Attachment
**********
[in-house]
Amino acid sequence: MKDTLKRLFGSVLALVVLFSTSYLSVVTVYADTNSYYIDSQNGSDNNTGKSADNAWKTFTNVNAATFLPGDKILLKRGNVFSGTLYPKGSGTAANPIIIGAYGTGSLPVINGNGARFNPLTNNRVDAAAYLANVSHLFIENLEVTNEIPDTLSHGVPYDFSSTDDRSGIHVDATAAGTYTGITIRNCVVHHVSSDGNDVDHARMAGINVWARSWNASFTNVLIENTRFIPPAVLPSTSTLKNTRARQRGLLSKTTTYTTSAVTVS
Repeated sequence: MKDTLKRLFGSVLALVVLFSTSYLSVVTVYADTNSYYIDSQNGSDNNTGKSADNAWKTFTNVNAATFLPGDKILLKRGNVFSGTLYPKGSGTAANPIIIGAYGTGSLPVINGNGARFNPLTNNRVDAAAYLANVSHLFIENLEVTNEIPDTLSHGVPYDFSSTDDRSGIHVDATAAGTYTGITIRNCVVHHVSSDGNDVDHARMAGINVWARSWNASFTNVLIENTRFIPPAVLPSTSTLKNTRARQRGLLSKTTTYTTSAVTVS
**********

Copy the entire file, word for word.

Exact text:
[in-house]
Amino acid sequence: MKDTLKRLFGSVLALVVLFSTSYLSVVTVYADTNSYYIDSQNGSDNNTGKSADNAWKTFTNVNAATFLPGDKILLKRGNVFSGTLYPKGSGTAANPIIIGAYGTGSLPVINGNGARFNPLTNNRVDAAAYLANVSHLFIENLEVTNEIPDTLSHGVPYDFSSTDDRSGIHVDATAAGTYTGITIRNCVVHHVSSDGNDVDHARMAGINVWARSWNASFTNVLIENTRFIPPAVLPSTSTLKNTRARQRGLLSKTTTYTTSAVTVS
Repeated sequence: MKDTLKRLFGSVLALVVLFSTSYLSVVTVYADTNSYYIDSQNGSDNNTGKSADNAWKTFTNVNAATFLPGDKILLKRGNVFSGTLYPKGSGTAANPIIIGAYGTGSLPVINGNGARFNPLTNNRVDAAAYLANVSHLFIENLEVTNEIPDTLSHGVPYDFSSTDDRSGIHVDATAAGTYTGITIRNCVVHHVSSDGNDVDHARMAGINVWARSWNASFTNVLIENTRFIPPAVLPSTSTLKNTRARQRGLLSKTTTYTTSAVTVS